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Iowa Electronic Markets Open Trading on U.S. Congressional Control

Currently, Democrats control the U.S. Senate by a tight margin. Is it possible that after the November elections, the Democrats will gain control of both the Senate and the House of Representatives?

The Iowa Electronic Markets (IEM) provides political pundits and neophytes alike the opportunity to predict the outcome of the November elections. As of July 19, the IEM has opened a web-based futures market based on whether the Democrats or Republicans will control Congress after the November 2002 congressional elections.

"Currently, the market indicates that there is a strong chance the Democrats will keep control of the Senate, however, prices show that control of the House is up for grabs," said Joyce Berg, IEM co-director and professor of accounting at the Tippie College. The IEM is run by six professors at the Henry B. Tippie College of Business at The University of Iowa.

As of Aug. 6, trading shows 51 percent probability of a Republican-controlled House, compared to a 49 percent chance of a Democratically-controlled House. For Senate control, the IEM shows the Democrats with the edge at 81 percent, compared to 19 percent for the Republicans.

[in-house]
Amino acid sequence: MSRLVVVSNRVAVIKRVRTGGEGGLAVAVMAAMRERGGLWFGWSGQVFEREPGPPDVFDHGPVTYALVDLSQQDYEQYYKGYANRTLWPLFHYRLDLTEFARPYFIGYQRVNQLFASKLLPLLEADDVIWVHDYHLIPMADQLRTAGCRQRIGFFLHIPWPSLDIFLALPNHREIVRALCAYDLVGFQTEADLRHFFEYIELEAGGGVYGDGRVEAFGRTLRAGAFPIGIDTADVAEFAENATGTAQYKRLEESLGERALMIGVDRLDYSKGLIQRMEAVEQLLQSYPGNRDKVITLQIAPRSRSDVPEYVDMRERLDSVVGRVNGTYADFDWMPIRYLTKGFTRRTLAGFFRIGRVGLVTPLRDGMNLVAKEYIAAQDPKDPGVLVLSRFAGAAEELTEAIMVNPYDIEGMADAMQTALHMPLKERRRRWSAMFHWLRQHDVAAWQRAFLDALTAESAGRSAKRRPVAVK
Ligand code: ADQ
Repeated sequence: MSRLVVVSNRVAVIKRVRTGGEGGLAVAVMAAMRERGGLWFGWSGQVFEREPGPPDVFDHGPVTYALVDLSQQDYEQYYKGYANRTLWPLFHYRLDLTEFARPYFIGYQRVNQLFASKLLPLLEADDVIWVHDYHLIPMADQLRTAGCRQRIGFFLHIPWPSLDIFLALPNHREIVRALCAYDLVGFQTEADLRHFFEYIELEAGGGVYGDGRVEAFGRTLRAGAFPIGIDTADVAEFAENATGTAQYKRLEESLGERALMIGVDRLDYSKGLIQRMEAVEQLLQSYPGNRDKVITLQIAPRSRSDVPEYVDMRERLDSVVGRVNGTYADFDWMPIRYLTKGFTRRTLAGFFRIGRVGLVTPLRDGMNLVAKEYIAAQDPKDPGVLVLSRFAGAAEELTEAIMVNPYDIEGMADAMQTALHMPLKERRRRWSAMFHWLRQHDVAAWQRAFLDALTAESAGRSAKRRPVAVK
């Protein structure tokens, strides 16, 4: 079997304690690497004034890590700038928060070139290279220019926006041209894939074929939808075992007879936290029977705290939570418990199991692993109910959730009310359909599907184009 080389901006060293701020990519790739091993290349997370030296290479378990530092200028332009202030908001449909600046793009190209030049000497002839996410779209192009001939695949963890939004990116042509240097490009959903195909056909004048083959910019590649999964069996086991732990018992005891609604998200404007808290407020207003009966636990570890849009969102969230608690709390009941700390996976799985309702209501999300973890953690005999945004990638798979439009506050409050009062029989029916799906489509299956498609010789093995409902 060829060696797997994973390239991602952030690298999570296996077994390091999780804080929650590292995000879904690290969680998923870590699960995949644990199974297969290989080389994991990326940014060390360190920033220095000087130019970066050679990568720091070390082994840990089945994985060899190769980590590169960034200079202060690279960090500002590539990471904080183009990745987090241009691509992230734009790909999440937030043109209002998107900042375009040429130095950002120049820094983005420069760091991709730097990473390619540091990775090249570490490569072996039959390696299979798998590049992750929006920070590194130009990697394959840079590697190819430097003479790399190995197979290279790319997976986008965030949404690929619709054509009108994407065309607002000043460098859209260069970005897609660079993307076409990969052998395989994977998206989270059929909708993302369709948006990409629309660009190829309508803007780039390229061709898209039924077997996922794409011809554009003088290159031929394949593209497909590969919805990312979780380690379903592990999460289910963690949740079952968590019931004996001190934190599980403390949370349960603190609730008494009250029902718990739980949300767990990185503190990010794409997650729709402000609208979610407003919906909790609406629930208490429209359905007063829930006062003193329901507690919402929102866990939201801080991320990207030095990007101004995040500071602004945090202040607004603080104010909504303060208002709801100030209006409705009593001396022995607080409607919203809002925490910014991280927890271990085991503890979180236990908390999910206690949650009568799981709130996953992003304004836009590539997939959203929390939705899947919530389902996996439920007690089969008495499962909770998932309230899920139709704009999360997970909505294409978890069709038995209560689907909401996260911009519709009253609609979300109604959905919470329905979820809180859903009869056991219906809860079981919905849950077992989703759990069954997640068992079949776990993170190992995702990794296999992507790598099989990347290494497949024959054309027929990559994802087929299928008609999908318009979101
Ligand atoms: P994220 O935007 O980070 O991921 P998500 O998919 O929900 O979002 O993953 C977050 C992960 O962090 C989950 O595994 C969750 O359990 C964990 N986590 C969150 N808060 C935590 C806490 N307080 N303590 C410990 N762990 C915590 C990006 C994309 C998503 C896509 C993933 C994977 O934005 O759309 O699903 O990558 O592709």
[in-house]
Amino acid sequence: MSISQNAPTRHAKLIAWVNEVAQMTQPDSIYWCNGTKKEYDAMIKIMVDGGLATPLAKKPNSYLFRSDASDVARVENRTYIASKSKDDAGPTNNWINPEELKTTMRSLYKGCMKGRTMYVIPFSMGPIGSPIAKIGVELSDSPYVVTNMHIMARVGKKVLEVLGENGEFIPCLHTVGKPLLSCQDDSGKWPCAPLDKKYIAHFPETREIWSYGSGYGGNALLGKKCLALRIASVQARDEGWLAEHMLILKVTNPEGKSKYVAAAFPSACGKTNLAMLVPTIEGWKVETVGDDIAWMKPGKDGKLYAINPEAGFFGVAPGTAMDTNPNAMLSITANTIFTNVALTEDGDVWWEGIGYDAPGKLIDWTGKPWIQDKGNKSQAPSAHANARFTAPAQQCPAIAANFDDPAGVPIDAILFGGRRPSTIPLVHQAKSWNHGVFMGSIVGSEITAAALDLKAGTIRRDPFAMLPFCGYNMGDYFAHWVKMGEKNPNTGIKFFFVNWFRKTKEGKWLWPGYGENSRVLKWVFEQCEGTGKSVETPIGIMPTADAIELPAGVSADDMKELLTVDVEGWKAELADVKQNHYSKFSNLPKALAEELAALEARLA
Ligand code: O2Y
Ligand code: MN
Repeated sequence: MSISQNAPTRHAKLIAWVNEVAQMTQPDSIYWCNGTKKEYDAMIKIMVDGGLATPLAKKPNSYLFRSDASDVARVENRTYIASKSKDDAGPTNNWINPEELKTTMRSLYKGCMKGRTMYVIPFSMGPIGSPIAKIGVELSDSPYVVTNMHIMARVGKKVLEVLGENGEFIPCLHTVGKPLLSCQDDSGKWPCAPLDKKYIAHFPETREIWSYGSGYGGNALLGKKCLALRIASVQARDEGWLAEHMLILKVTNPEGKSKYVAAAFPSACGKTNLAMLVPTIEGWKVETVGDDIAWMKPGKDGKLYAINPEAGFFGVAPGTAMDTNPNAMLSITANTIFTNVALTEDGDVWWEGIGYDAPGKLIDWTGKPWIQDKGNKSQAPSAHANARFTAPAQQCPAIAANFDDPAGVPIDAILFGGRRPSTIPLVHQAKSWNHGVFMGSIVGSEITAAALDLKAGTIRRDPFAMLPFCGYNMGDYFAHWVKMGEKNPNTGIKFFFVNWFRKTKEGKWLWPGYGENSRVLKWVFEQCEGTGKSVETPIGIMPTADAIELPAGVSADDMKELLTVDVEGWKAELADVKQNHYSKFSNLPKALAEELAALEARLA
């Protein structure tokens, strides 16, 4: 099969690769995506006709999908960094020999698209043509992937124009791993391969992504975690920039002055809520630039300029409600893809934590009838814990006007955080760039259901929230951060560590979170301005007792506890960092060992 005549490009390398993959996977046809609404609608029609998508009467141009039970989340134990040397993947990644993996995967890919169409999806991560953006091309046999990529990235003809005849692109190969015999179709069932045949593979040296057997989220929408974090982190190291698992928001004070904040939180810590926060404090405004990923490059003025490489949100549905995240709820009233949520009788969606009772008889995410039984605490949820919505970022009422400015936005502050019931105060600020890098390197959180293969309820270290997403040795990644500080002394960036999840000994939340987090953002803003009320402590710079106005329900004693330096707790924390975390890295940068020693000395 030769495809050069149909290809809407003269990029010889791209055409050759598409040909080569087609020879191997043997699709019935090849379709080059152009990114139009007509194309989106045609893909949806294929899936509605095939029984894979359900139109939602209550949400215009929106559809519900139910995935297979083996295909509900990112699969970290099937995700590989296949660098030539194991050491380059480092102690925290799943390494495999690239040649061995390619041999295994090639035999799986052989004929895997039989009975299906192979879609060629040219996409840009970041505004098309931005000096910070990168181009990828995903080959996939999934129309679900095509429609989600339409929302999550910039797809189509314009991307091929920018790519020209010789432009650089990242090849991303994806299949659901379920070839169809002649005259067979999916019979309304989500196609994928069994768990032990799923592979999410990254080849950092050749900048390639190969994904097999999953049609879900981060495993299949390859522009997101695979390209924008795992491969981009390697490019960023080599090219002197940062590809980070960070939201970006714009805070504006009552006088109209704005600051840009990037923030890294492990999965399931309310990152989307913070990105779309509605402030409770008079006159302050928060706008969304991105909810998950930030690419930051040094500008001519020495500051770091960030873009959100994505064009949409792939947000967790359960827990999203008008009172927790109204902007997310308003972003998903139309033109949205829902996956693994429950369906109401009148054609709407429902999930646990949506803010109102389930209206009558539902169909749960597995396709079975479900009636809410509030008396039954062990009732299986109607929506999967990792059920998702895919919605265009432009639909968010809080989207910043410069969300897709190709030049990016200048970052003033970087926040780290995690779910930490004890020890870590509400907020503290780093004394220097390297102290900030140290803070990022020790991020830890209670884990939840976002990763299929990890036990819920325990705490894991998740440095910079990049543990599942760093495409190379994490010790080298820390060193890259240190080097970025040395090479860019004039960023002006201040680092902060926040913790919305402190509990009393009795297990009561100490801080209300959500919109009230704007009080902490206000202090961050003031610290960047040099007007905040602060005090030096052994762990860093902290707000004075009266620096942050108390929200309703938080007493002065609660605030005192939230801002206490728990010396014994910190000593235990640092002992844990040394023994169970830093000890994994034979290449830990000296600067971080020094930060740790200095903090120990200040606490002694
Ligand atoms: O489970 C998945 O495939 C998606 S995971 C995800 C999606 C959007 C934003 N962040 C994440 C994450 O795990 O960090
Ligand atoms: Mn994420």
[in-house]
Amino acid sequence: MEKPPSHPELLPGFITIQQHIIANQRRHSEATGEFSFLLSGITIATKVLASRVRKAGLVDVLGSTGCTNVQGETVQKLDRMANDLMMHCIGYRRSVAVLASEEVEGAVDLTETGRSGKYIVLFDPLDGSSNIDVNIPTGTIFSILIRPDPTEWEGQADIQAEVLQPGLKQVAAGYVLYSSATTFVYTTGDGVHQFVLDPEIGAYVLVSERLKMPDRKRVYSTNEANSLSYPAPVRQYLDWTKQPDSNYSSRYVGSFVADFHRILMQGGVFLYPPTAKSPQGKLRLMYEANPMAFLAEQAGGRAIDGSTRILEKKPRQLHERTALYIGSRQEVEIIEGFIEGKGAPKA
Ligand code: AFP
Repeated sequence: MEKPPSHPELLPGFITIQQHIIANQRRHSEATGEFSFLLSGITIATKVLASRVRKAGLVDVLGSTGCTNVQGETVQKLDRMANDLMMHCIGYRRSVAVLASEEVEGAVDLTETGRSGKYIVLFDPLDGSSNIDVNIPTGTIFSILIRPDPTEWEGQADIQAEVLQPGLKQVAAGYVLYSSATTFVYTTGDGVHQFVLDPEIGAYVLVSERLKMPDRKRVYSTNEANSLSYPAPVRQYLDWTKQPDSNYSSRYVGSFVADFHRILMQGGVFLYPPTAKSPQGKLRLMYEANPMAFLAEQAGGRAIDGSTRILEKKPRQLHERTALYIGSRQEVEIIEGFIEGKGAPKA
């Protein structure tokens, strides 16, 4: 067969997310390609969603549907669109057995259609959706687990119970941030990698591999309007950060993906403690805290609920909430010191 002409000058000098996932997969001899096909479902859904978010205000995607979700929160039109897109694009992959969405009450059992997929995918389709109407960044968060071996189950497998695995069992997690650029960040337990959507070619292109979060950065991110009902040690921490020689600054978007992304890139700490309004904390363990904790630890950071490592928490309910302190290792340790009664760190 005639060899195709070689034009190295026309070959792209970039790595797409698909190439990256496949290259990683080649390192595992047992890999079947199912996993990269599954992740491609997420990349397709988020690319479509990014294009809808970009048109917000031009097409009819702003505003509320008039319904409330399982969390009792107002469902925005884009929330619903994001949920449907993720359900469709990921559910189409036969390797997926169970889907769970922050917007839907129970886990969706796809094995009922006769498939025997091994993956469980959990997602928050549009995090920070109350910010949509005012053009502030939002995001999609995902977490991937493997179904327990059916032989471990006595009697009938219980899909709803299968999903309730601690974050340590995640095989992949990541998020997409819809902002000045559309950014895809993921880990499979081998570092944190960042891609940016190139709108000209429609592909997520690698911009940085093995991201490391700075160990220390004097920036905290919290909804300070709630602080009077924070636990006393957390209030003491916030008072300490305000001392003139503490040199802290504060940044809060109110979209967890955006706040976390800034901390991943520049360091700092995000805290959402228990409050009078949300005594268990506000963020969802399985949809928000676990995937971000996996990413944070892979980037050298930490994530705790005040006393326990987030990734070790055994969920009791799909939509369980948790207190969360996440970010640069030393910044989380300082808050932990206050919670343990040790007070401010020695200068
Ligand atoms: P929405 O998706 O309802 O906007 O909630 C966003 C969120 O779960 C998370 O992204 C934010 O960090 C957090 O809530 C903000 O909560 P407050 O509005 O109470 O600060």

The IEM is a small-scale, real-money market used as a teaching and research tool. For an investment of as little as $5 or as much as $500, trading in the markets is open to participants worldwide. At the close of trading on Nov. 7, the liquidation value of the contract that represents the actual outcome of the election will be $1. All other contracts will have a value of zero.

Since its beginning in the 1988 U.S. Presidential election, the IEM has established a reputation for forecasting election results with great accuracy, with an average prediction error of 1.37 percent.

During the 2000 presidential elections, the IEM attracted 7,000 traders and had over $210,000 in equity.

For more information, see the Iowa Electronic Markets website or contact the IEM office at (319) 335-0881.


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